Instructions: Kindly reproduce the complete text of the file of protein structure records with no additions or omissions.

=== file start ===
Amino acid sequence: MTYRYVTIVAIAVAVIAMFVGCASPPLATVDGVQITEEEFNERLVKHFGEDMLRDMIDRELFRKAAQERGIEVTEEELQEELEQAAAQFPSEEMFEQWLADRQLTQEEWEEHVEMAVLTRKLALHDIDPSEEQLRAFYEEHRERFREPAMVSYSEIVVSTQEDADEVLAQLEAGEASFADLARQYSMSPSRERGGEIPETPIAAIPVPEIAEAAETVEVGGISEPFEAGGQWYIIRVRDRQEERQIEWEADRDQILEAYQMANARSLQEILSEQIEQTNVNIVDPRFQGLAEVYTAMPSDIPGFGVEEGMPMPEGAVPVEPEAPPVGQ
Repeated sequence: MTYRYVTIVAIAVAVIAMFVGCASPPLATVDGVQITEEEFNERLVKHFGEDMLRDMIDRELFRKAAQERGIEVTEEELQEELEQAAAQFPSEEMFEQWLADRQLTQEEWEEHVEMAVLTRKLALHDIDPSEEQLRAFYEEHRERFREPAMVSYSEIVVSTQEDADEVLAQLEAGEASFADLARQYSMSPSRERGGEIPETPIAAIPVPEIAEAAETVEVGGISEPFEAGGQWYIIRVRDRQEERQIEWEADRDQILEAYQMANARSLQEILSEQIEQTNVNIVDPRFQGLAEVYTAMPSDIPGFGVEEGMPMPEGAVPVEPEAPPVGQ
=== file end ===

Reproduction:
Amino acid sequence: MTYRYVTIVAIAVAVIAMFVGCASPPLATVDGVQITEEEFNERLVKHFGEDMLRDMIDRELFRKAAQERGIEVTEEELQEELEQAAAQFPSEEMFEQWLADRQLTQEEWEEHVEMAVLTRKLALHDIDPSEEQLRAFYEEHRERFREPAMVSYSEIVVSTQEDADEVLAQLEAGEASFADLARQYSMSPSRERGGEIPETPIAAIPVPEIAEAAETVEVGGISEPFEAGGQWYIIRVRDRQEERQIEWEADRDQILEAYQMANARSLQEILSEQIEQTNVNIVDPRFQGLAEVYTAMPSDIPGFGVEEGMPMPEGAVPVEPEAPPVGQ
Repeated sequence: MTYRYVTIVAIAVAVIAMFVGCASPPLATVDGVQITEEEFNERLVKHFGEDMLRDMIDRELFRKAAQERGIEVTEEELQEELEQAAAQFPSEEMFEQWLADRQLTQEEWEEHVEMAVLTRKLALHDIDPSEEQLRAFYEEHRERFREPAMVSYSEIVVSTQEDADEVLAQLEAGEASFADLARQYSMSPSRERGGEIPETPIAAIPVPEIAEAAETVEVGGISEPFEAGGQWYIIRVRDRQEERQIEWEADRDQILEAYQMANARSLQEILSEQIEQTNVNIVDPRFQGLAEVYTAMPSDIPGFGVEEGMPMPEGAVPVEPEAPPVGQ